When surgery was finally performed, the doctor used a metal or diamond blade to open the eye, remove the cataract with ultrasound and suction, then implant a basic lens that let the patient see either near or far. Glasses were still necessary for either distance or close work.
This manual procedure remains a relatively safe and effective method for treating cataracts, especially when teamed with premium lenses.
But the advantage of laser is that the surgeon can customize each cut for the patient’s eye. Additionally, little or no ultrasound is required for removing the cataract and the procedure is less risky.
“With less energy going into the eye, you tend to get less swelling, so recovery is potentially quicker and our results are more precise and accurate,” Shatz says.
Also, real-time scans of the eye made during surgery allow the doctor to customize each cut.
There are about 200 of these $500,000 machines made by four companies in use throughout the United States. However, there are only about a half-dozen in South Florida and their capabilities differ, depending on the manufacturer and its FDA approvals.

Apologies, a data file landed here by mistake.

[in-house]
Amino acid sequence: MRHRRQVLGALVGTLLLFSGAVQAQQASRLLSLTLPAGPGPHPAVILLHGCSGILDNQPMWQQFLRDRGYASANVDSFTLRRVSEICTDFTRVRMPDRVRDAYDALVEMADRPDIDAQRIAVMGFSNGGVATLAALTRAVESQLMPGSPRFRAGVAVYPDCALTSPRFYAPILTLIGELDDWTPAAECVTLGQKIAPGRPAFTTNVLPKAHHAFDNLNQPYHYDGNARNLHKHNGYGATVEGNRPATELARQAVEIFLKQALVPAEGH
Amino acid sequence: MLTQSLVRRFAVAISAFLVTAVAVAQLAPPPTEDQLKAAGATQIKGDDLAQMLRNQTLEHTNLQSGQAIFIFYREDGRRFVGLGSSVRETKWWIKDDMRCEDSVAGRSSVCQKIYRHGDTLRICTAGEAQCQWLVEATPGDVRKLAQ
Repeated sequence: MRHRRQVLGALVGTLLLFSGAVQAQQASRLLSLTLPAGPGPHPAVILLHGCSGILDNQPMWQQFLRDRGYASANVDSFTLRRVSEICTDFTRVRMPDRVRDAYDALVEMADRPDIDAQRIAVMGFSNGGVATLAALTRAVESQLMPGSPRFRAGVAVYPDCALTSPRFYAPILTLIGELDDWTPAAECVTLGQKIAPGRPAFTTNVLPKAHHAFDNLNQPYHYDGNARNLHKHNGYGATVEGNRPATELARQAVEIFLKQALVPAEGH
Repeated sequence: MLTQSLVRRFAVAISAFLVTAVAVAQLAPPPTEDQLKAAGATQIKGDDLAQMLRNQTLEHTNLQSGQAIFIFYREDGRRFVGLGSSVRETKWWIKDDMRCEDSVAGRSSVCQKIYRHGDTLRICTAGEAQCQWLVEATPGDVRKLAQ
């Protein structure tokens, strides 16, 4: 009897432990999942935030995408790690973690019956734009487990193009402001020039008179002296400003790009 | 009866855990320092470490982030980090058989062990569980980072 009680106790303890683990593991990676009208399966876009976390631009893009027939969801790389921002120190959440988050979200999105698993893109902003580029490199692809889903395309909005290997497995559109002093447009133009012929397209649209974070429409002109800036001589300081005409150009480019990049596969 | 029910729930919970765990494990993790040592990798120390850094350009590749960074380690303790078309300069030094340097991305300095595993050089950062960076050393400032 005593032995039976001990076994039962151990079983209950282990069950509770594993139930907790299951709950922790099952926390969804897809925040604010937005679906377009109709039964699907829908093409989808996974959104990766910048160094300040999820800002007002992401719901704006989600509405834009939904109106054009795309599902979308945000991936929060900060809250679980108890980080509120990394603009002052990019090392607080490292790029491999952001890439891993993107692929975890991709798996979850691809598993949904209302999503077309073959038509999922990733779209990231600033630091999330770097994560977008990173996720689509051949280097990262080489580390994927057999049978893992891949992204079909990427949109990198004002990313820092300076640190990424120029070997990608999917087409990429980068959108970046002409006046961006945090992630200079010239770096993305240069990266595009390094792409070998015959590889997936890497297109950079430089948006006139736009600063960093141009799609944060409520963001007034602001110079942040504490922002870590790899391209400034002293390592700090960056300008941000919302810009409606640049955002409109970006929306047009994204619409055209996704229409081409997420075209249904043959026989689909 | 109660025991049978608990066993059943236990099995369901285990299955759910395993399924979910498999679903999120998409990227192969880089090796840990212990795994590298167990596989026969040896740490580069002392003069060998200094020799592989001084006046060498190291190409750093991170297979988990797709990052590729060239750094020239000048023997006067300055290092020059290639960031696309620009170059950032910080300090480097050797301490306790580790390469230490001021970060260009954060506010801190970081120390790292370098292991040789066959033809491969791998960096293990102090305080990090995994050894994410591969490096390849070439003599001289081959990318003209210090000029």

Spektor, who does laser surgery at the Medical Arts Surgery Center at Baptist, likens the size of the laser machine to a Smart car sitting in the operating room. “It even has wheels,” he says.
But unlike a Smart car, laser surgery is relatively expensive. Early cataract surgery may be deemed cosmetic and that can mean it’s not covered by insurance, leading to an out-of-pocket expense of $4,000 to $7,000 per eye.
And even if insurance or Medicare covers some of the costs, it’s usually only for the manual surgery and a basic lens. “The government doesn’t care if we do the surgery with a stick or a laser, it will only pay one amount,” Spektor says.
The use of a laser and a premium lens may add $1,500 to $4,000 in out-of-pocket expenses for each eye.
But some patients don’t mind. Nash, the boomer whose cataracts were in the early stage, can now read a menu, work at her computer and look up a number in the phone book without glasses.
“I don’t need glasses for anything. It means a lot,” she says.